- The Washington Times - Thursday, March 13, 2008

SPECIAL PREVIEW:For the full version of this developing story, read tomorrow’s editions of The Washington Times or visit www.washingtontimes.com. TEHRAN, Iran A purge by Iran’s Guardian Council has disqualified most reformist politicians from tomorrow’s parliamentary elections, ensuring the next legislature will be dominated by hard-liners, many of whom are loyal to President Mahmoud Ahmadinejad.

“Barring political rivals has become the norm in Iranian politics,” said Fariborz Raisdana, 60, a political analyst in Tehran. “They want to muzzle any opposition.”

Iran’s reformists, a designation for politicians who seek greater social freedoms and closer ties with the West, have candidates for about 30 percent of the seats in the 290-strong Majlis, or parliament.

Of those, reformist candidates fortunate if they win even half of the contested seats, analysts say.

  • Click here to read a Q&A; with the president-elect of National Council of Resistance of Iran, an exile group dedicated to the overthrow of the regime in Tehran.

  • Thousands of reformist candidates were recently purged from the electoral process by the Guardian Council, a group of clerics that vets candidates for loyalty to the country’s Islamic system.

    The council can also veto any law passed by parliament.

    Founded more than a century ago, Iran’s parliament is one of the oldest and potentially one of the most powerful in the Middle East. However, everything it does is controlled by clerics and especially supreme leader Ayatollah Ali Khameini.

    In tomorrow’s elections, the ayatollah and fellow clerics on the Guardian Council have limiting reformist candidates to well-known figures such as former President Mohammed Khatami.

    “In doing so,” said a prominent Iranian journalist who requested anonymity, “they are furthering religious conservatives, and emphasizing a message that any whiff of moderation is enough to declare candidates disloyal to the revolution.”

    Even the candidacy of Ali Eshraghi, a grandson of the late Ayatollah Ruhollah Khomeini, the father of the 1979 Islamic Revolution, was barred from running for parliament.

    “Everywhere we go, we are all talking about the number of candidates rejected,” Mohammed Ali Abtahi, 48, a reformist cleric and a former vice president, wrote in a recent posting on his blog.

    Iran is investigating one reformist member of the present parliament for “treason” because he gave an interview to a U.S.-funded Persian television channel, the intelligence minister said.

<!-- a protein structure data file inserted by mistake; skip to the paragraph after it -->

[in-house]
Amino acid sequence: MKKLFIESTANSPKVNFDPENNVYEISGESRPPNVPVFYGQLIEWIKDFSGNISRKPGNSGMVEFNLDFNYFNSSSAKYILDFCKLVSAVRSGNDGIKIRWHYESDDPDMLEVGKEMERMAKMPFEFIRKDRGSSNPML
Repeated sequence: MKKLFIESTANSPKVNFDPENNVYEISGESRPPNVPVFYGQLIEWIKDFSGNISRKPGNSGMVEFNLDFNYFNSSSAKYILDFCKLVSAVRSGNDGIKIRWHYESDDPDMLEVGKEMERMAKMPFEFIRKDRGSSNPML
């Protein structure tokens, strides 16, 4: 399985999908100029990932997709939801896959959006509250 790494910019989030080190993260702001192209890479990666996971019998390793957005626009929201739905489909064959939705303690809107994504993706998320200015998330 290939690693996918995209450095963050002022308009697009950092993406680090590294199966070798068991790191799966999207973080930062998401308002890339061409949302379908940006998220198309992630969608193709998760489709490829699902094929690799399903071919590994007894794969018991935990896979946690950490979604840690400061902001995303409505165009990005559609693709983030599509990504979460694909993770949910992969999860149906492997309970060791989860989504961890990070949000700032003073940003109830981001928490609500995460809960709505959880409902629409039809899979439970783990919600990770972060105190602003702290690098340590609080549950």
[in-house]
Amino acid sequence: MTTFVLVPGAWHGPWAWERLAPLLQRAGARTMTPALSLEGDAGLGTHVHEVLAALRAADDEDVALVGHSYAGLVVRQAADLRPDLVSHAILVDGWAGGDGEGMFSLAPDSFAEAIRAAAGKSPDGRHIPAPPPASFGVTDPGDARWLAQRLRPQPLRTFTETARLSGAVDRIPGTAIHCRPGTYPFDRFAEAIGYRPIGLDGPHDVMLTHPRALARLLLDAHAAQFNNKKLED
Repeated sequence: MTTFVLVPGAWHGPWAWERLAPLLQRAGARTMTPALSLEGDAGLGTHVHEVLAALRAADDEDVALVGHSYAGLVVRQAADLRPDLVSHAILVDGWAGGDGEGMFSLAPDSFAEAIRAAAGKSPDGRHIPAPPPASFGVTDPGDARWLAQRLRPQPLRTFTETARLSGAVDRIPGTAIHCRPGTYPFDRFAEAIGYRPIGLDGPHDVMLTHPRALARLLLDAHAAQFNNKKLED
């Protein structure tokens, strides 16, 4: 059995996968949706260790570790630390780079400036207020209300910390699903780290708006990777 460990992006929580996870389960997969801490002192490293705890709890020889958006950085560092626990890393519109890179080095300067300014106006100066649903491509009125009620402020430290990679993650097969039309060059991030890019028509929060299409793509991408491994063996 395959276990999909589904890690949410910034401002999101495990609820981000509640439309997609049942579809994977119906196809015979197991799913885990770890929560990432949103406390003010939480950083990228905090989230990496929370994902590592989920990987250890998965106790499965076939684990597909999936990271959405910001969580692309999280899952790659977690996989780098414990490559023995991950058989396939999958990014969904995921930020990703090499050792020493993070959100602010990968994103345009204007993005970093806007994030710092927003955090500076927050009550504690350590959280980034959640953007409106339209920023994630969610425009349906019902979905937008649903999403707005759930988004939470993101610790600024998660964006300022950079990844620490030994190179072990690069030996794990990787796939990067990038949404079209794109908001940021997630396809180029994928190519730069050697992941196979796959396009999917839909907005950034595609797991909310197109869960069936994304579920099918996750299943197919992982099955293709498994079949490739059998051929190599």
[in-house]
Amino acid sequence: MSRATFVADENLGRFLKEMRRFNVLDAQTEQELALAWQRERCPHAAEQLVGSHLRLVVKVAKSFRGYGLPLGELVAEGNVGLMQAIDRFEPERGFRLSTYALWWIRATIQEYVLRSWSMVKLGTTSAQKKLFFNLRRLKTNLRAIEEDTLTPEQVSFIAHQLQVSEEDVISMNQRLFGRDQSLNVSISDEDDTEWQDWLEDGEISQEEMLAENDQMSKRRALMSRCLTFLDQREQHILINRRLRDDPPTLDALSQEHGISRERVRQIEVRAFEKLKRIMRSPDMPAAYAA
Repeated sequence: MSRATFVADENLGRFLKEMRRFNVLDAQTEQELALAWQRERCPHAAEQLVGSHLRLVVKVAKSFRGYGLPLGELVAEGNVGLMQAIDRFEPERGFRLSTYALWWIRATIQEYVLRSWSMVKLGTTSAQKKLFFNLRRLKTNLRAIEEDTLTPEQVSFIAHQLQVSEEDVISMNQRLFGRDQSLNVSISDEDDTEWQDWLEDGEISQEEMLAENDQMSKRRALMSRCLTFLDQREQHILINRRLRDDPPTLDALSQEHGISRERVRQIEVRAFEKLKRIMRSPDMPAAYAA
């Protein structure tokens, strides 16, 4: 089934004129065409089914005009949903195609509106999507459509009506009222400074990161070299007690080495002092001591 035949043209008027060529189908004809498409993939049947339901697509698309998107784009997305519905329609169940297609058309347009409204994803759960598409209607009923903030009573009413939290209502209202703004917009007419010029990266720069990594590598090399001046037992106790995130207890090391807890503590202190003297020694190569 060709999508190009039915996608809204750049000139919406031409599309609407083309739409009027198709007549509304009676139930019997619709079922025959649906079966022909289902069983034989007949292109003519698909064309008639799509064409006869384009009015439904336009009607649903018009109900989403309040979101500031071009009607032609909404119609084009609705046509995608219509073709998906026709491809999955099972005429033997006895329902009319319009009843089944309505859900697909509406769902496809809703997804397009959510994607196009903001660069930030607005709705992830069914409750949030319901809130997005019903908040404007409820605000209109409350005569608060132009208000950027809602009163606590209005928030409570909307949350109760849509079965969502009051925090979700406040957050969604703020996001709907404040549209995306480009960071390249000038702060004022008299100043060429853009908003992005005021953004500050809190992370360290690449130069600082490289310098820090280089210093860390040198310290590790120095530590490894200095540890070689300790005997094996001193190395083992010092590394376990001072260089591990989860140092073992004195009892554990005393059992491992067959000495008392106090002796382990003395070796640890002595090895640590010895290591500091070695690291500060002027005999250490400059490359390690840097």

Noureddine Pir Mouazen, the spokesman of reformists in parliament, gave an interview about the elections to the Persian service of the Voice of America, a channel despised by Iran’s clerical leaders.

    “This has definitely been treason and an appalling act,” Intelligence Minister Gholam Hossein Mohseni Ejeie told state-run news agency IRNA, Agence France-Presse reported.

    Mr. Pir Mouazen, 49, had already been banned from running in tomorrow’s election.

    In these elections, 44 million Iranians are eligible to vote. Those who favor the reformist cause, however, are thought likely to stay away from the polls.

    Mr. Abtahi has urged those seeking change in Iran to participate by casting ballots.

    Boycotting this election, he said, would make it tougher to put up candidates against Mr. Ahmadinejad in 2009 presidential elections.

    “There is a little time left to say to people that ‘in order to make a change in the political and economic system of the country … we should take part in the election to make a different atmosphere,’ ” he wrote on his blog.

    “In the past, when people did not participate and naturally reformists, with all deficiencies they had and have, could not get the votes, did not the country face increasing international sanctions, failure and global humiliation?” he wrote.

    In the presidential elections of 1997 and 2001, the quiet and reserved reformist leader Mr. Khatami won by landslides, getting more than 80 percent of the vote.

    This story was reported with a grant from the Pulitzer Center on Crisis Reporting in Washington.For the full version of this developing story, read tomorrow’s editions of The Washington Times or visit www.washingtontimes.com.

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